US airline manufacturer Boeing has agreed to pay more than $2.5 billion to settle a criminal charge related to the 737 Max scandal, the Justice Department announced Thursday.  

The airplane was grounded worldwide for nearly two years after it was tied to two crashes that claimed the lives of 346 victims. It returned to the air Dec. 29 for its first commercial voyage after being cleared by federal regulators in November.

Under the deal Boeing struck with prosecutors, the company agreed to a deferred prosecution on one count of conspiracy to defraud the Federal Aviation Administration. The financial penalty largely consists of compensation payments to 737 Max customers who will receive $1.77 billion.

In addition, the company has agreed to set up a $500 million fund to pay crash-victim beneficiaries, including heirs and relatives, and will pay a $243.6 million in criminal fines, the Justice Department said in a statement.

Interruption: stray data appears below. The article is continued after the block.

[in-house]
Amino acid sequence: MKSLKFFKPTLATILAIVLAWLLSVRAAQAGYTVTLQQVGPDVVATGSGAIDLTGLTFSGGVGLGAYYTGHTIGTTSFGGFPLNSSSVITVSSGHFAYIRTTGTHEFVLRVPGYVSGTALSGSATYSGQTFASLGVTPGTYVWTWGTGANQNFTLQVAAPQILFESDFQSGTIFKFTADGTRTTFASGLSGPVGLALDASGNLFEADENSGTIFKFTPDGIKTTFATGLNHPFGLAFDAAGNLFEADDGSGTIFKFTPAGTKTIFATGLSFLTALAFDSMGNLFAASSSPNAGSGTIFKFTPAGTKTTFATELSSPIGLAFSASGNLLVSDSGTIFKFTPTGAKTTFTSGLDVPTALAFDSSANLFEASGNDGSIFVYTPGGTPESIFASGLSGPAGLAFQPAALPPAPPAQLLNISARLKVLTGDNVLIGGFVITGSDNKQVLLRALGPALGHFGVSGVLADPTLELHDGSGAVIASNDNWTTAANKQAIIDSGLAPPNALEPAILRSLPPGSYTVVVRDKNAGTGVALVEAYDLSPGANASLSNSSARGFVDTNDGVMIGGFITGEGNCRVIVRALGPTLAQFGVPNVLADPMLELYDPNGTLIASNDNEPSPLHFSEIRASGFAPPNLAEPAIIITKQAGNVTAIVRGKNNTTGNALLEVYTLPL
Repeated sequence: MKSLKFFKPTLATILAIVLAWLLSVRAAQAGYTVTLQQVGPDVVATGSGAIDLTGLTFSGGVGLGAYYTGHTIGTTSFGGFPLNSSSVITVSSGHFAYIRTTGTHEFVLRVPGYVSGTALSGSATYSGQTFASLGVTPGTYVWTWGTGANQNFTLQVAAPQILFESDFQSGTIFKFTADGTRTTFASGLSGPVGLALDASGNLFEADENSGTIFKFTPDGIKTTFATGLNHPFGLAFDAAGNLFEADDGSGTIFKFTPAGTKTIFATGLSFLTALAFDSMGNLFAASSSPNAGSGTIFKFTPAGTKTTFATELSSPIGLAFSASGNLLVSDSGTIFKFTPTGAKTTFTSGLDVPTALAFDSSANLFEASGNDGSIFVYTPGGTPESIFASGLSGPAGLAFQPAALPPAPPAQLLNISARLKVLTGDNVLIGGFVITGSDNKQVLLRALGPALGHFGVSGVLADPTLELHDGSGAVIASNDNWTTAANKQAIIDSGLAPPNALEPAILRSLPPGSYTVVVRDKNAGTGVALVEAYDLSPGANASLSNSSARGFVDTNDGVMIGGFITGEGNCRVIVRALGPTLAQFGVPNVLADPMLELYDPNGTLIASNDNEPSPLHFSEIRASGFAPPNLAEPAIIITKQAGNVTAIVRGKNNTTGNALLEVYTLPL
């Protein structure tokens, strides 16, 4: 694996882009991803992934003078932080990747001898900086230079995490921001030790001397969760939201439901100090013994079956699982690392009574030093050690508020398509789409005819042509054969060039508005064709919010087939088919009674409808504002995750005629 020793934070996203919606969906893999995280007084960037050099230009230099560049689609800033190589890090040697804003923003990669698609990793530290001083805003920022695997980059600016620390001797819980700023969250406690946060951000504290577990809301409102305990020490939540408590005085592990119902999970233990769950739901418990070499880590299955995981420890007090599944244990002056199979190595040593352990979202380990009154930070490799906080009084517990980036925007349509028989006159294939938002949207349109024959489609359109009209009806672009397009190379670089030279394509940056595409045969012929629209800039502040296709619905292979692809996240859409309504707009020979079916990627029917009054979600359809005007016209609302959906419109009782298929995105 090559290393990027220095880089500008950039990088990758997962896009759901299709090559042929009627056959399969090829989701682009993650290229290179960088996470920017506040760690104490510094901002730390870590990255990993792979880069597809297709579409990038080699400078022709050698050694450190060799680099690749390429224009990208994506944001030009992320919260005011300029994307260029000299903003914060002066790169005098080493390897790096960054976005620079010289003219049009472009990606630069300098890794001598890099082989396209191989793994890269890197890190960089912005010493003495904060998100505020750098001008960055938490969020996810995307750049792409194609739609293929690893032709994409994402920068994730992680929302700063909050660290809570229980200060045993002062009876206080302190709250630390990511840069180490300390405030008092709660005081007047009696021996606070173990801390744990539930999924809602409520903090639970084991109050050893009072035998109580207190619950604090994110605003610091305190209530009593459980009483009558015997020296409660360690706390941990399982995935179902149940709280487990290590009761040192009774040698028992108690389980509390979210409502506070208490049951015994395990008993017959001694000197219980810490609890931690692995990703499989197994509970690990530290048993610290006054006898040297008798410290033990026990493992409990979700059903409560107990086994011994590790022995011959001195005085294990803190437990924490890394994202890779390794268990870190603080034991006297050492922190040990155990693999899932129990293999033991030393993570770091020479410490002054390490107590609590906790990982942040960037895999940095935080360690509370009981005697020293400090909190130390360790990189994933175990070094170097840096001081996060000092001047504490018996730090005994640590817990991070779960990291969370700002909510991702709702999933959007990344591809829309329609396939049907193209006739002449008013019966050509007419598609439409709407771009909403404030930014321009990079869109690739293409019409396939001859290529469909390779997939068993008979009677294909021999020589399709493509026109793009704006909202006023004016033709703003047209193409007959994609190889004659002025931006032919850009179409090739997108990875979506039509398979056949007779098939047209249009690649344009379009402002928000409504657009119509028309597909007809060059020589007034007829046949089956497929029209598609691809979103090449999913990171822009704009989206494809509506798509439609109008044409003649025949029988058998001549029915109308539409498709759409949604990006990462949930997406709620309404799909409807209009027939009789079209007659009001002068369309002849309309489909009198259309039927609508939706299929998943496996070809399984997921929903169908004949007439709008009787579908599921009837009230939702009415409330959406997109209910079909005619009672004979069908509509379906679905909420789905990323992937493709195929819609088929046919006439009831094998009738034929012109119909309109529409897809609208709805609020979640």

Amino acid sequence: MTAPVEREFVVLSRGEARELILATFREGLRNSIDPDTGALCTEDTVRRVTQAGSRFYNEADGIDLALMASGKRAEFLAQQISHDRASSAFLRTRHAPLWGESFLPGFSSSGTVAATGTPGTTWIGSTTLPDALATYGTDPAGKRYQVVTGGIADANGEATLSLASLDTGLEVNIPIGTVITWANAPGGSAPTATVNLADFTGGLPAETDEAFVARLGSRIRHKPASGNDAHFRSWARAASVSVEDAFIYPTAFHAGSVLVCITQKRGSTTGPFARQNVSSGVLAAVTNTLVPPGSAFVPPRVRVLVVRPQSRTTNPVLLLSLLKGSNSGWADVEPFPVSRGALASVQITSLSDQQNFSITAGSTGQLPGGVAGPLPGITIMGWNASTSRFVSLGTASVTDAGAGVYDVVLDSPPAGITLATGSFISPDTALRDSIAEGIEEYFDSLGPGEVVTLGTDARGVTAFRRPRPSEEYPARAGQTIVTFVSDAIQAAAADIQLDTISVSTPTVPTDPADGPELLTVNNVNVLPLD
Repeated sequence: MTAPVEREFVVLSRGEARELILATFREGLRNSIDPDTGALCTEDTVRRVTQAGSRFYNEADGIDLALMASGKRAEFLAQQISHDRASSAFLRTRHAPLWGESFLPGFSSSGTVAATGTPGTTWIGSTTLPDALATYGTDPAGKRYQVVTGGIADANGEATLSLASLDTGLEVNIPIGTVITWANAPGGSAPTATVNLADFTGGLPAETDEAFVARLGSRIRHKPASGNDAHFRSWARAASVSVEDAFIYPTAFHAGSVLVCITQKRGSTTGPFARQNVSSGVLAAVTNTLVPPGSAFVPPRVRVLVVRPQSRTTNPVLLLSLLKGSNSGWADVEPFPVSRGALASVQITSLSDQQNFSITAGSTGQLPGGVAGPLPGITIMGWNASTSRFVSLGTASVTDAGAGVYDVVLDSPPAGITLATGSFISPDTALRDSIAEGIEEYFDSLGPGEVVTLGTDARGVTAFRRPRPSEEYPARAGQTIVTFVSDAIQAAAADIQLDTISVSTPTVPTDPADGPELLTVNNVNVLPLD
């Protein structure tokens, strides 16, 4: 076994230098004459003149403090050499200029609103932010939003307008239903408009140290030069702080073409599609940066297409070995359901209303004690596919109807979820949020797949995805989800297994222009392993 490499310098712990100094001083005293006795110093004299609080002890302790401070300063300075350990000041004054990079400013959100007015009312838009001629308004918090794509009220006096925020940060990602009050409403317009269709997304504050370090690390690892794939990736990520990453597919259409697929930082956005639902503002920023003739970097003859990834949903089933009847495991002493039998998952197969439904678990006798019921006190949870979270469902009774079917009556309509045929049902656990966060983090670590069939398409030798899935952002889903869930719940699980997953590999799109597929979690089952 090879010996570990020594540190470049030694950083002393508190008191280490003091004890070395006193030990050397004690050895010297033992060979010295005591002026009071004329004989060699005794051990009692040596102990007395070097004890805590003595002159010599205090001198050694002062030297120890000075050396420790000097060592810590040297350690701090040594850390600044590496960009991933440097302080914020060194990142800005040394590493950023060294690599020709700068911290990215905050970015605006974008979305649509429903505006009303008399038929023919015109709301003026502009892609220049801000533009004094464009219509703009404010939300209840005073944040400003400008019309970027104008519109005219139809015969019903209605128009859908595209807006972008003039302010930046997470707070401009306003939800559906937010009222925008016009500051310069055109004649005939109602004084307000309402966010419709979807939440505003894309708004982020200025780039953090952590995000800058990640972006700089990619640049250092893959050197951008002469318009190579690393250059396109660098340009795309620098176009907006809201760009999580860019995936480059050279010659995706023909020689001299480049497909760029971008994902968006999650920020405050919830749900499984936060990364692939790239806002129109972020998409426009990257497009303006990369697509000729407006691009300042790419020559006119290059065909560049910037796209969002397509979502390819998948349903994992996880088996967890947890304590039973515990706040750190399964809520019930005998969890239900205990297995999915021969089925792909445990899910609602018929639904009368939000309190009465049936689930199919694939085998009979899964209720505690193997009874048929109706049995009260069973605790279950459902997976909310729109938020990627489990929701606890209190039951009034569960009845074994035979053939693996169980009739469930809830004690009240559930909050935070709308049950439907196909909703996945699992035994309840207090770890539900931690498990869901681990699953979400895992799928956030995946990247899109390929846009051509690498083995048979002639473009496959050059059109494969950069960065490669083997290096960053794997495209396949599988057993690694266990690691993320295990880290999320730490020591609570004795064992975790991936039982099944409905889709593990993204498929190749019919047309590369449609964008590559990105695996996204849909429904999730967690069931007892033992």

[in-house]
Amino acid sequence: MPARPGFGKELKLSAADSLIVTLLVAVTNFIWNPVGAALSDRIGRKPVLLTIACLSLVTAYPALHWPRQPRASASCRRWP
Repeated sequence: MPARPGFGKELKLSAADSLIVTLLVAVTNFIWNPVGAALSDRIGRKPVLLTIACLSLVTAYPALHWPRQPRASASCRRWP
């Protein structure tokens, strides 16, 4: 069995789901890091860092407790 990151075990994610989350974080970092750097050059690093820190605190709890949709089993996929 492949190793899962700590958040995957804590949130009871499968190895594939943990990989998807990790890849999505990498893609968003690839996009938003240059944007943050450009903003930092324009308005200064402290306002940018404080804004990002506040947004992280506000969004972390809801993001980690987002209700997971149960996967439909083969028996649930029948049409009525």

In announcing the agreement Acting Assistant Attorney General David Burns said Boeing “chose the path of profit over candor by concealing material information from the FAA concerning the operation of its 737 Max airplane and engaging in an effort to cover up their deception.”

“This resolution holds Boeing accountable for its employees’ criminal misconduct, addresses the financial impact to Boeing’s airline customers, and hopefully provides some measure of compensation to the crash-victims’ families and beneficiaries,” he said in a statement.

The plane was grounded in March 2019 after its automated flight control system was linked to the crashes of Lion Air flight 610 in Indonesia and Ethiopian Airlines Flight 302 in Ethiopia. Pilots in both tragedies struggled to override the system after it incorrectly activated shortly before the crashes.

Prior to the grounding, the 737 Max had been Boeing’s top-selling aircraft, but after it was ordered to remain out of the skies, several companies either cancelled or dramatically altered their purchases.

The company’s fortunes appear to be changing, however, with some companies placing new orders for the aircraft. Chief among them, Alaska Airlines has ordered an additional 23 737-9 aircraft, bringing its total fleet to 120, Boeing announced Dec. 22.

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